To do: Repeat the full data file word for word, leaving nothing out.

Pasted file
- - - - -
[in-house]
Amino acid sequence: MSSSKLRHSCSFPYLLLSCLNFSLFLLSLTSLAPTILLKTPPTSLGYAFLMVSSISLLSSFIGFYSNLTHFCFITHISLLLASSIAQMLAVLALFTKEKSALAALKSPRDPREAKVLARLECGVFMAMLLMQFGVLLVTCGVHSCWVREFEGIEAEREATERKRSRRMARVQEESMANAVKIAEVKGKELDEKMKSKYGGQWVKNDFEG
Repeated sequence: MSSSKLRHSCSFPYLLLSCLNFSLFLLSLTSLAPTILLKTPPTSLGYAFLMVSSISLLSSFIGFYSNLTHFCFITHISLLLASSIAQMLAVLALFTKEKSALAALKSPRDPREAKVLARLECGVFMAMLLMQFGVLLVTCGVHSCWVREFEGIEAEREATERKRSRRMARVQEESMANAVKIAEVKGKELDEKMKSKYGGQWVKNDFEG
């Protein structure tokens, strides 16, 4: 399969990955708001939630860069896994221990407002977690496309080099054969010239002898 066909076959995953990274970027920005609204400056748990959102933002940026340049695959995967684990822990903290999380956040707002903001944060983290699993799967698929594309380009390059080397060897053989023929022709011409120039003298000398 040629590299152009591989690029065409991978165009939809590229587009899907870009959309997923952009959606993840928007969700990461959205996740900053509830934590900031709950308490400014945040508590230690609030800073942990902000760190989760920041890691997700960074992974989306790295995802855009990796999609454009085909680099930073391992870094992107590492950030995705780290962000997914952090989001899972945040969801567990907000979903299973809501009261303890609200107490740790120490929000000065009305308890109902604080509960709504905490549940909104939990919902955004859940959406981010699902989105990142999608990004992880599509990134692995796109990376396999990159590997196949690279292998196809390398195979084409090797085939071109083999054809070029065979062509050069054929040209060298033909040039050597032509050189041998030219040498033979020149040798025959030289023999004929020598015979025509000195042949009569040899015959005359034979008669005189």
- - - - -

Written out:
[in-house]
Amino acid sequence: MSSSKLRHSCSFPYLLLSCLNFSLFLLSLTSLAPTILLKTPPTSLGYAFLMVSSISLLSSFIGFYSNLTHFCFITHISLLLASSIAQMLAVLALFTKEKSALAALKSPRDPREAKVLARLECGVFMAMLLMQFGVLLVTCGVHSCWVREFEGIEAEREATERKRSRRMARVQEESMANAVKIAEVKGKELDEKMKSKYGGQWVKNDFEG
Repeated sequence: MSSSKLRHSCSFPYLLLSCLNFSLFLLSLTSLAPTILLKTPPTSLGYAFLMVSSISLLSSFIGFYSNLTHFCFITHISLLLASSIAQMLAVLALFTKEKSALAALKSPRDPREAKVLARLECGVFMAMLLMQFGVLLVTCGVHSCWVREFEGIEAEREATERKRSRRMARVQEESMANAVKIAEVKGKELDEKMKSKYGGQWVKNDFEG
């Protein structure tokens, strides 16, 4: 399969990955708001939630860069896994221990407002977690496309080099054969010239002898 066909076959995953990274970027920005609204400056748990959102933002940026340049695959995967684990822990903290999380956040707002903001944060983290699993799967698929594309380009390059080397060897053989023929022709011409120039003298000398 040629590299152009591989690029065409991978165009939809590229587009899907870009959309997923952009959606993840928007969700990461959205996740900053509830934590900031709950308490400014945040508590230690609030800073942990902000760190989760920041890691997700960074992974989306790295995802855009990796999609454009085909680099930073391992870094992107590492950030995705780290962000997914952090989001899972945040969801567990907000979903299973809501009261303890609200107490740790120490929000000065009305308890109902604080509960709504905490549940909104939990919902955004859940959406981010699902989105990142999608990004992880599509990134692995796109990376396999990159590997196949690279292998196809390398195979084409090797085939071109083999054809070029065979062509050069054929040209060298033909040039050597032509050189041998030219040498033979020149040798025959030289023999004929020598015979025509000195042949009569040899015959005359034979008669005189």